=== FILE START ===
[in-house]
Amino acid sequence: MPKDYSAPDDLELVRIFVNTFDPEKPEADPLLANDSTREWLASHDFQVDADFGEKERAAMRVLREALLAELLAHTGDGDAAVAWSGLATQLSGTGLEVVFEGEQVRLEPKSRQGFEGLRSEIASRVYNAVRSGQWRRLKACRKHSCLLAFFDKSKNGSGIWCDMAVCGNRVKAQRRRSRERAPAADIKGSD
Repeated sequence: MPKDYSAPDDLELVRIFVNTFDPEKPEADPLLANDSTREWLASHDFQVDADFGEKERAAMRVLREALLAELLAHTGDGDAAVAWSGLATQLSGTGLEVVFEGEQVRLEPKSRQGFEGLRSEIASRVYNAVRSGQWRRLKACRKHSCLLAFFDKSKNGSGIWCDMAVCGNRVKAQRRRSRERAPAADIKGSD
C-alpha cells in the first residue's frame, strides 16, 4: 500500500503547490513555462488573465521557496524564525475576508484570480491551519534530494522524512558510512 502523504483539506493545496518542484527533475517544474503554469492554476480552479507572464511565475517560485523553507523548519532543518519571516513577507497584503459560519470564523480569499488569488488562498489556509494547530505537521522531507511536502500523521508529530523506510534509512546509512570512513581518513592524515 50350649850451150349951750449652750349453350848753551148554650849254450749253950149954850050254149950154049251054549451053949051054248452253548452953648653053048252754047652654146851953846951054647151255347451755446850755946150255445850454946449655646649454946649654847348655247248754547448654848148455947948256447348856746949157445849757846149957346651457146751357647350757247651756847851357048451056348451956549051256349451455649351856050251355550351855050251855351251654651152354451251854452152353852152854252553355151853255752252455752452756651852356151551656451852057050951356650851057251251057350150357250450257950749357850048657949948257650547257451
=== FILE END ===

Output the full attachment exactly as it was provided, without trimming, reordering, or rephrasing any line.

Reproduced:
[in-house]
Amino acid sequence: MPKDYSAPDDLELVRIFVNTFDPEKPEADPLLANDSTREWLASHDFQVDADFGEKERAAMRVLREALLAELLAHTGDGDAAVAWSGLATQLSGTGLEVVFEGEQVRLEPKSRQGFEGLRSEIASRVYNAVRSGQWRRLKACRKHSCLLAFFDKSKNGSGIWCDMAVCGNRVKAQRRRSRERAPAADIKGSD
Repeated sequence: MPKDYSAPDDLELVRIFVNTFDPEKPEADPLLANDSTREWLASHDFQVDADFGEKERAAMRVLREALLAELLAHTGDGDAAVAWSGLATQLSGTGLEVVFEGEQVRLEPKSRQGFEGLRSEIASRVYNAVRSGQWRRLKACRKHSCLLAFFDKSKNGSGIWCDMAVCGNRVKAQRRRSRERAPAADIKGSD
C-alpha cells in the first residue's frame, strides 16, 4: 500500500503547490513555462488573465521557496524564525475576508484570480491551519534530494522524512558510512 502523504483539506493545496518542484527533475517544474503554469492554476480552479507572464511565475517560485523553507523548519532543518519571516513577507497584503459560519470564523480569499488569488488562498489556509494547530505537521522531507511536502500523521508529530523506510534509512546509512570512513581518513592524515 50350649850451150349951750449652750349453350848753551148554650849254450749253950149954850050254149950154049251054549451053949051054248452253548452953648653053048252754047652654146851953846951054647151255347451755446850755946150255445850454946449655646649454946649654847348655247248754547448654848148455947948256447348856746949157445849757846149957346651457146751357647350757247651756847851357048451056348451956549051256349451455649351856050251355550351855050251855351251654651152354451251854452152353852152854252553355151853255752252455752452756651852356151551656451852057050951356650851057251251057350150357250450257950749357850048657949948257650547257451